I want to point out a few things.

    Today while you were discussing the leaks in the system, on the Kingston public radio, you said something that was very alarming, and I quote:

    “It’s like going to your garbage can and selling what’s in there”

    And I disagree. Vehemently.

    You have publically mocked informed citizens– who have asked you to follow the rule of law–in inappropriate and inconsiderate ways.

    Your dismissal of our concerns is very disconcerting.

    If you really Consider the water that quenches our municipalities to be garbage, that you can sell as a way to fix an ailing infrastructure, then I’m not sure that you, Mr Quigley and the Town of Ulster are the right municipality to be handling the SEQR process as lead agent.

    I want to point out that I am not a Woodstocker just fighting for my lake. I am a Hudson valley citizen concerned about the sustainability of our region.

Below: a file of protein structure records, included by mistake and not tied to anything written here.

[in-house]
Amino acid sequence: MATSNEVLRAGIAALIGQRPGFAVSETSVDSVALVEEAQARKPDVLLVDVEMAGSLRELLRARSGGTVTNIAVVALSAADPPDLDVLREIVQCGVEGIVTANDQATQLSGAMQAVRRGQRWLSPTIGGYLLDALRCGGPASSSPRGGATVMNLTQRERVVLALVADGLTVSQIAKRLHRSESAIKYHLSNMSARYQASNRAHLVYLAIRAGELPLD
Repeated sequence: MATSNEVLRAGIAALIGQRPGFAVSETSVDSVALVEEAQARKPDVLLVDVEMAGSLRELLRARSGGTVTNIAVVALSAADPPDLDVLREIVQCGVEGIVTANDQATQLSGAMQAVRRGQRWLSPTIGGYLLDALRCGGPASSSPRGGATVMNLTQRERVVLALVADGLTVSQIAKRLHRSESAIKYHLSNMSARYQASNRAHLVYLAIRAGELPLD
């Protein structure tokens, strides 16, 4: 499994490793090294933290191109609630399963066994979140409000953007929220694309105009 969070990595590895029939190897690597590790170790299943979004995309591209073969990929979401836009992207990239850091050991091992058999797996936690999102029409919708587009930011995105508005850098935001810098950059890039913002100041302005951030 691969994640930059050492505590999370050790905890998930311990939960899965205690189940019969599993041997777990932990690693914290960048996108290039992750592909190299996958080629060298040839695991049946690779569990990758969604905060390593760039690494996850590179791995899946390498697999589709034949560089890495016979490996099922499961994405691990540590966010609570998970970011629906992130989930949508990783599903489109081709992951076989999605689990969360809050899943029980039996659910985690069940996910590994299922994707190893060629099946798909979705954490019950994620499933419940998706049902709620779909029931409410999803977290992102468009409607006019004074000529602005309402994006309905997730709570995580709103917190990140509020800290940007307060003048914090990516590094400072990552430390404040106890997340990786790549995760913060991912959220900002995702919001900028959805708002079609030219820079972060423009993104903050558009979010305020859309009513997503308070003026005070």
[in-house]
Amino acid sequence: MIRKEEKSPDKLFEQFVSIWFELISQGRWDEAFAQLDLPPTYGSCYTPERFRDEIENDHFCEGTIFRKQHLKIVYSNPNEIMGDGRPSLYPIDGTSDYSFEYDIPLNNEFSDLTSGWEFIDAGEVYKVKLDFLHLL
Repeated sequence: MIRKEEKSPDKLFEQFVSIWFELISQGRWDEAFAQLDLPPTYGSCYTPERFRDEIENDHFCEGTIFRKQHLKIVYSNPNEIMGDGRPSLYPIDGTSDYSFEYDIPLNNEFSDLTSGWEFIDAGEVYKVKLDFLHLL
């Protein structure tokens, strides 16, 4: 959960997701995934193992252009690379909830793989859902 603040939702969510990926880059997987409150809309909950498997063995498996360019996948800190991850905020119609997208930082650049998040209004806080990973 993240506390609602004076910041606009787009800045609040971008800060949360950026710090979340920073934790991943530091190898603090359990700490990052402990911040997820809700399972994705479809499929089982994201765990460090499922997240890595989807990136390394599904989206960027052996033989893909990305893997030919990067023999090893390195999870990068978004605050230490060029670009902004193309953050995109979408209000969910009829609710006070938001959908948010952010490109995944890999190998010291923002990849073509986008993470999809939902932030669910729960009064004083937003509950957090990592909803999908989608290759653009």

Economic development of Ulster
    HAS to be considered with an eye on sustainability.

    And as you said this morning on the radio, it is likely that Niagara will not have the patience to sit through The length of time it takes to process a thorough and honest SEQR process, which includes a public scoping process.

    And why would they? They thought we were an easy target.

    We are not.

    This proposal never should have made it this far.

    And as it has been made very clear by the citizens of the concerned and interested Municipalities–our water is not in play.

    But, because we all know you have a job to fill Tech City–and I read your incomplete application to the DEC– I need to say now, as we go forward, regardless of whether niagara gets their water from cooper lake, I am not comfortable with a plastic manufacturing plant in Tech City or anywhere else in the region.

    And I ask that you turn toward responsible and ecologically concerned businesses in your search to fill Tech City.